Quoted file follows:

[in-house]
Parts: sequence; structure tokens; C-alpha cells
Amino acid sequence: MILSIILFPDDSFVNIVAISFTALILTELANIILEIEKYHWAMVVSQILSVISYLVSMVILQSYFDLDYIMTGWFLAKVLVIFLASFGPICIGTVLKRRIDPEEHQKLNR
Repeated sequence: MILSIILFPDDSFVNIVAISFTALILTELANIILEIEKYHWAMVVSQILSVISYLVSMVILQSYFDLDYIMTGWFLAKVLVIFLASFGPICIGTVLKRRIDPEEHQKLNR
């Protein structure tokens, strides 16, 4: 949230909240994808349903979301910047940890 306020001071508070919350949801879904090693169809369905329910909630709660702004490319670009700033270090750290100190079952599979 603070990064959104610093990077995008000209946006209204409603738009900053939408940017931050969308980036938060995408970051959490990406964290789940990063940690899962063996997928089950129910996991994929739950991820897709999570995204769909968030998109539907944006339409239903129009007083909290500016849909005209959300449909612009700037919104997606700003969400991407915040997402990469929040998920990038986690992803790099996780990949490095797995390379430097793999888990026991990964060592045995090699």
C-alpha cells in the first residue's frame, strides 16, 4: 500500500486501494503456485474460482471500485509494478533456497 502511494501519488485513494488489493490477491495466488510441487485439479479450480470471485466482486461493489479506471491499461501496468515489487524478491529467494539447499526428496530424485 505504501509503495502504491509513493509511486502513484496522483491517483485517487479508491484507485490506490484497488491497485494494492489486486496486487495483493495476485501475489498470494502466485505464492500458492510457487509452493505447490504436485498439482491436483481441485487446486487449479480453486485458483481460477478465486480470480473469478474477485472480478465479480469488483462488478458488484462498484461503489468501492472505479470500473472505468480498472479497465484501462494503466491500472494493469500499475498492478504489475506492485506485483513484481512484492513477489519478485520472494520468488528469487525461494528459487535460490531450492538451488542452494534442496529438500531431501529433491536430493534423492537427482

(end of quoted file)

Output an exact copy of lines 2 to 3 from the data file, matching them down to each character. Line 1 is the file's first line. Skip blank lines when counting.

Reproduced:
Parts: sequence; structure tokens; C-alpha cells
Amino acid sequence: MILSIILFPDDSFVNIVAISFTALILTELANIILEIEKYHWAMVVSQILSVISYLVSMVILQSYFDLDYIMTGWFLAKVLVIFLASFGPICIGTVLKRRIDPEEHQKLNR